Gobble Gobble – A Tale of Turkey Trepidation by Elizabeth Bastos

turkey trepidationMy holiday eating has swung like a pendulum through fashions. In college, I was a vegetarian. I gave the righteous stink-eye to my family as they were tucking in to the Thanksgiving bird. That’s an animal, I said. They were like, And? So? More dark meat for us.

Later, I became interested in farm to table like everyone else, and I ordered a bird through some Amish farmer cooperative in Pennsylvania. Later, I learned from an aunt in York that the Amish don’t necessarily treat their animals better than anyone else. So forget the Amish. The thing to do was to get a Kosher turkey, so the next year I did that. It was awfully salty. The pan juices reminded me of the months I spent in Israel.

I entertained the idea of hand-raising a turkey, but in high school when I went through a dorky aquarium-fish phase, I killed guppies. Accidentally. I just forgot to clean the aquarium for a year, my mind being on other things: Chris Nagy, the cutest brown-eyed blond thing in Western Pennsylvania that I knew.

Anyway. What to do about the turkey now that I’m 40? I’m no closer to knowing. One year I brined a naked fowl in a Home Depot tub in my bathroom. I’ve thought about deep fat frying one, but you always hear stories of idiots like me burning down their houses. That’s just not worth it. So my new thing is going to other people’s houses. Arranging invites, cajoling, insinuating myself into relatives overstuffed livingroom couches by saying things like, “I’ll bring all the sides and the desserts, if you do the bird. Think about it.”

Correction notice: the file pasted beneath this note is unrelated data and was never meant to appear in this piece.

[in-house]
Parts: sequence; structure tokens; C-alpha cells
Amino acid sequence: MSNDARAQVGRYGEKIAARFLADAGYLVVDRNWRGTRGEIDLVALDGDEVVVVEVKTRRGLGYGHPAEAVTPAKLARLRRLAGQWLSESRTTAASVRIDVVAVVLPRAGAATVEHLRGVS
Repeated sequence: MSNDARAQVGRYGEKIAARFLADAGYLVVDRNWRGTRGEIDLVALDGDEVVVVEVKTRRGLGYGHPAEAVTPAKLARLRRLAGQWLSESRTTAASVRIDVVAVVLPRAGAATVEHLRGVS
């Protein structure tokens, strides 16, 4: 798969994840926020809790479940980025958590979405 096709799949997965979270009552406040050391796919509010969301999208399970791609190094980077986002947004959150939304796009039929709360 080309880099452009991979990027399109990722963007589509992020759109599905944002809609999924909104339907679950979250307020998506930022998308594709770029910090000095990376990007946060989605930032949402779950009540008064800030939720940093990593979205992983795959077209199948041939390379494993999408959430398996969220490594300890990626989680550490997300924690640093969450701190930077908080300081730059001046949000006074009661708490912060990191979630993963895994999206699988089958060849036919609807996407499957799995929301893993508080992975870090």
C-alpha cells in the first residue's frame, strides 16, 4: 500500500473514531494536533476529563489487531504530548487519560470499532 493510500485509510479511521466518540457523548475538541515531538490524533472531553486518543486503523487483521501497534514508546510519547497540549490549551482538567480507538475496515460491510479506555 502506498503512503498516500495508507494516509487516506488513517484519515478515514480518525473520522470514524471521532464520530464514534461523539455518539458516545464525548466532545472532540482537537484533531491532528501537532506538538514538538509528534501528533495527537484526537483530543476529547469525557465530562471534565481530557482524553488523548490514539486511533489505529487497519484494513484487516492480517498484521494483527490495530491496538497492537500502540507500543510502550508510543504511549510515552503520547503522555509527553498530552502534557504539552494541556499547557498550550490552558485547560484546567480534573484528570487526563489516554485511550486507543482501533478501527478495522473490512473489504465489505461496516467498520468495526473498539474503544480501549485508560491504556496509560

Turkey — the presentation, the taste, the golden-browness, the drama, it’s provenance raised by hand on hemp seeds by organic back-to-the-landers in Oregon – is too much anxiety for me. I’m not an alpha. I’m a beta. I’m the person who brings casseroles. That person. You know the type. I like to settle into a seat far from the carving going on at the head of the table and spoon out the mashed potatoes as the plates going around, a cog in the wheel of Thanksgiving.
 

elizabeth-bastos-writerElizabeth Bastos

Elizabeth Bastos is a WAHM (pronounced “wham!”) of two in the Baltimore suburbs. Her work has appeared on McSweeney’s Internet Tendency, The Big Jewel, and the Book Bench blog of the New Yorker magazine. When she is not writing, she is eating something made with whipped cream. What could that be? You guessed it. Whipped cream. Straight up. She blogs about all things cheesy, also parenting, at http://www.goodybastos.blogspot.com/.

 

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